This article is an extract from the book ‘Everything You Need to Know but Have Never Been Told’ by David Icke. Visit www.davidicke.com for more information.

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Apocalypse & Armageddon

At the Edge of the World, Facing the End of the World

Writing about climate change is an exercise in managed insanity. The human mind isn’t equipped to parse a crisis—the greatest in the history of our species—of such complexity and urgency and darkness. With record-breaking superstorms ravaging coastlines at a regular clip, it’s hard to feel good about the impact that Homo sapiens has had on our leafy, temperate, Goldilocks planet.

You might even go so far as to suggest that the human species is a plague, given the untold destruction we’ve wrought on this planet. Once you subscribe to that argument, it becomes nearly impossible to think of a noble pursuit for a person. Doctors save lives—firefighters too. Teachers hope toinspire the next great genius, maybe someone like Norman Borlaug, whose agricultural breakthroughs allowed our population to balloon on a planet with only so much arable land. All noble pursuits in the name of spreading the human plague.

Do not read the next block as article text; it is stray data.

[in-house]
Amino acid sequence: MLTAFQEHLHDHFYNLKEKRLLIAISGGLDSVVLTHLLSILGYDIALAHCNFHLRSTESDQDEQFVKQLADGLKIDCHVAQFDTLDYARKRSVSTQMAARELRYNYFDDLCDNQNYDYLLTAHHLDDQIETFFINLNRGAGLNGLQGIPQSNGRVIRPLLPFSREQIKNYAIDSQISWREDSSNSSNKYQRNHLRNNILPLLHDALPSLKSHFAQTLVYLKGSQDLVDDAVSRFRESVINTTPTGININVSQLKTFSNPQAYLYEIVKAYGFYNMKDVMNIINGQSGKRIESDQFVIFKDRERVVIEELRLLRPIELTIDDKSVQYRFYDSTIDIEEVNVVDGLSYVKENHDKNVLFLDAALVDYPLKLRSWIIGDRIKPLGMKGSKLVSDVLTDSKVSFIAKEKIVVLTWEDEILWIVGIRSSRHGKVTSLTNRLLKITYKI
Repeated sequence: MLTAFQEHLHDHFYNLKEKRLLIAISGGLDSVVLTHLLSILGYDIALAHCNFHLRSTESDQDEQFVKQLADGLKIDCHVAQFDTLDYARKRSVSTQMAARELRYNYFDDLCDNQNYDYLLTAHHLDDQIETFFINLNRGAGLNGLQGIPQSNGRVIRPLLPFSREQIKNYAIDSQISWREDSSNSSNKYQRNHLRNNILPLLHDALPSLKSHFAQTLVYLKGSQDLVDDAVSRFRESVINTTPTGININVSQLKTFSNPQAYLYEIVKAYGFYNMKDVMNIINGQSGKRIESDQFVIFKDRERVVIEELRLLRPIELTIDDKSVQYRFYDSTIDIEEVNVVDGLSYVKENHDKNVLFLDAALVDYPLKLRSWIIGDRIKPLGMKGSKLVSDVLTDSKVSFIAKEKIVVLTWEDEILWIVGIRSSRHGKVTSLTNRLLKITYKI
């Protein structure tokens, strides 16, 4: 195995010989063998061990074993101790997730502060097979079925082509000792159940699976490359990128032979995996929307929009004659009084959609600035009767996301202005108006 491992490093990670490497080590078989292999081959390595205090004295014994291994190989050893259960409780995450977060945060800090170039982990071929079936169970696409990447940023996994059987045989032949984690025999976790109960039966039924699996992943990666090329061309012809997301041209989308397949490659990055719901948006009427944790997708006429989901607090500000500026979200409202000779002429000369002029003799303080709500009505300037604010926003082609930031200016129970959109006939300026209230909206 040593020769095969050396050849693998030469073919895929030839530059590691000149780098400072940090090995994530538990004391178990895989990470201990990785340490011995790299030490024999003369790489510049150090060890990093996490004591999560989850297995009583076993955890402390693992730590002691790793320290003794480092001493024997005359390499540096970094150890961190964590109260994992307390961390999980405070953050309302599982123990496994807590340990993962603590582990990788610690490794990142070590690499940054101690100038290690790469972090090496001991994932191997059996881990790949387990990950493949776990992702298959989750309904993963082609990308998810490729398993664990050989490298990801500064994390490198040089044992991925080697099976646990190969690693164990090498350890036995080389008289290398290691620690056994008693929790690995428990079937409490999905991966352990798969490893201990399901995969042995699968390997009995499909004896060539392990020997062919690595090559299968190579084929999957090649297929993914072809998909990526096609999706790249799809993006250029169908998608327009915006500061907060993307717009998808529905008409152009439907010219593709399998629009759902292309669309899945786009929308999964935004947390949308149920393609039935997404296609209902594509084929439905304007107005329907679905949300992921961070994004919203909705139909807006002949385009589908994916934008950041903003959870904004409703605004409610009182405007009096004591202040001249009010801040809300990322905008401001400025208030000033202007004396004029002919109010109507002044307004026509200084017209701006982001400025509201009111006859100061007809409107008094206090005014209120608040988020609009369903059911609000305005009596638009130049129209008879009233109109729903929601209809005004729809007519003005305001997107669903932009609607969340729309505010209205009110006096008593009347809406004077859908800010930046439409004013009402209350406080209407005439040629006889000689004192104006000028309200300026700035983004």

The thing about the human plague is that while it’s busy wrecking the planet, it’s also demolishing us. Climate change will destroy not just our bodies, but our psyches. Supercharged rivers will wash away cities. Even when we should know better, because we have more than abundant science to back it up, the Trump administration prepares to obliterate regulations controlling methane, one of the most potent greenhouse gases. That plague theory is holding up.